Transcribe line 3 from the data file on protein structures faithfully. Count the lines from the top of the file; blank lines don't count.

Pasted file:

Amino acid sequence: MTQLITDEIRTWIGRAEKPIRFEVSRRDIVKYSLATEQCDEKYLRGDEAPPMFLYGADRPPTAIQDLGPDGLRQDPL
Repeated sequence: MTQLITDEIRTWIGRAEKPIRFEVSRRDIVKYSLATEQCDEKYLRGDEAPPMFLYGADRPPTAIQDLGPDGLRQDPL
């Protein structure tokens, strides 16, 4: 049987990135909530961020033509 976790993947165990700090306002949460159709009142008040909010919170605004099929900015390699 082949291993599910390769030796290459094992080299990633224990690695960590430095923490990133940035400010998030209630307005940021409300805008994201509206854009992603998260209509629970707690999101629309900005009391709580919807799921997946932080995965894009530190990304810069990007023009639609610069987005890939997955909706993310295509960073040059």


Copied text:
């Protein structure tokens, strides 16, 4: 049987990135909530961020033509 976790993947165990700090306002949460159709009142008040909010919170605004099929900015390699 082949291993599910390769030796290459094992080299990633224990690695960590430095923490990133940035400010998030209630307005940021409300805008994201509206854009992603998260209509629970707690999101629309900005009391709580919807799921997946932080995965894009530190990304810069990007023009639609610069987005890939997955909706993310295509960073040059």